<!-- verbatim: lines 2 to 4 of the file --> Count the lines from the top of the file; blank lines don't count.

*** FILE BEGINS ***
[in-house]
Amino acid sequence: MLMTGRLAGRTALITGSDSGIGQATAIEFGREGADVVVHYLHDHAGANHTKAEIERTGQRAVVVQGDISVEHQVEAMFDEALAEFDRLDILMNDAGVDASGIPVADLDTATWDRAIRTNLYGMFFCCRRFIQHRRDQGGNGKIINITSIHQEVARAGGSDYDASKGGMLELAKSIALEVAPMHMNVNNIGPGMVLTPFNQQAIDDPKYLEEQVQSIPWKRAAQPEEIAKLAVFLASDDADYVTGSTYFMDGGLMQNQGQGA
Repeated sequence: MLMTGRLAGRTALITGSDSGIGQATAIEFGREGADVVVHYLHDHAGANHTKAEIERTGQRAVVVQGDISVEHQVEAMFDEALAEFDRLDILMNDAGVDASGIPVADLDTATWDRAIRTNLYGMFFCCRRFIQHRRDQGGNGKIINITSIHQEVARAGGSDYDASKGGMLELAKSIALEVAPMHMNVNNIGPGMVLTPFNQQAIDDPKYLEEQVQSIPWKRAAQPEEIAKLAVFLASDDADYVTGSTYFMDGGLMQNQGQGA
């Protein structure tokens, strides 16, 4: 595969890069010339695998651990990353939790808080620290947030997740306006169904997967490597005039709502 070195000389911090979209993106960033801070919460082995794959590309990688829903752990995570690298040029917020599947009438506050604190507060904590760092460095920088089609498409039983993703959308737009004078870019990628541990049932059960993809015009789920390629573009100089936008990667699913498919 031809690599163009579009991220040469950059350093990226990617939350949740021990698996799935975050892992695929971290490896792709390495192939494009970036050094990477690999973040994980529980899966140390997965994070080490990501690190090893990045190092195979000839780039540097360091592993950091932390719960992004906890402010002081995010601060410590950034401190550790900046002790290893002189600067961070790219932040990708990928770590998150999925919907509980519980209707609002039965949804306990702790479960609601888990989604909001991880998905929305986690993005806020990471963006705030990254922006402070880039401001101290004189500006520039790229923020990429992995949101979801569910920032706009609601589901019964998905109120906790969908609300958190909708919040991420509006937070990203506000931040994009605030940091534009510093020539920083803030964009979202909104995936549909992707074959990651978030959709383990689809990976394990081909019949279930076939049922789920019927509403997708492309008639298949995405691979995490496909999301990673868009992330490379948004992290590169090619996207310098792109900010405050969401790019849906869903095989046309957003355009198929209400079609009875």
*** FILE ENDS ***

Amino acid sequence: MLMTGRLAGRTALITGSDSGIGQATAIEFGREGADVVVHYLHDHAGANHTKAEIERTGQRAVVVQGDISVEHQVEAMFDEALAEFDRLDILMNDAGVDASGIPVADLDTATWDRAIRTNLYGMFFCCRRFIQHRRDQGGNGKIINITSIHQEVARAGGSDYDASKGGMLELAKSIALEVAPMHMNVNNIGPGMVLTPFNQQAIDDPKYLEEQVQSIPWKRAAQPEEIAKLAVFLASDDADYVTGSTYFMDGGLMQNQGQGA
Repeated sequence: MLMTGRLAGRTALITGSDSGIGQATAIEFGREGADVVVHYLHDHAGANHTKAEIERTGQRAVVVQGDISVEHQVEAMFDEALAEFDRLDILMNDAGVDASGIPVADLDTATWDRAIRTNLYGMFFCCRRFIQHRRDQGGNGKIINITSIHQEVARAGGSDYDASKGGMLELAKSIALEVAPMHMNVNNIGPGMVLTPFNQQAIDDPKYLEEQVQSIPWKRAAQPEEIAKLAVFLASDDADYVTGSTYFMDGGLMQNQGQGA
């Protein structure tokens, strides 16, 4: 595969890069010339695998651990990353939790808080620290947030997740306006169904997967490597005039709502 070195000389911090979209993106960033801070919460082995794959590309990688829903752990995570690298040029917020599947009438506050604190507060904590760092460095920088089609498409039983993703959308737009004078870019990628541990049932059960993809015009789920390629573009100089936008990667699913498919 031809690599163009579009991220040469950059350093990226990617939350949740021990698996799935975050892992695929971290490896792709390495192939494009970036050094990477690999973040994980529980899966140390997965994070080490990501690190090893990045190092195979000839780039540097360091592993950091932390719960992004906890402010002081995010601060410590950034401190550790900046002790290893002189600067961070790219932040990708990928770590998150999925919907509980519980209707609002039965949804306990702790479960609601888990989604909001991880998905929305986690993005806020990471963006705030990254922006402070880039401001101290004189500006520039790229923020990429992995949101979801569910920032706009609601589901019964998905109120906790969908609300958190909708919040991420509006937070990203506000931040994009605030940091534009510093020539920083803030964009979202909104995936549909992707074959990651978030959709383990689809990976394990081909019949279930076939049922789920019927509403997708492309008639298949995405691979995490496909999301990673868009992330490379948004992290590169090619996207310098792109900010405050969401790019849906869903095989046309957003355009198929209400079609009875």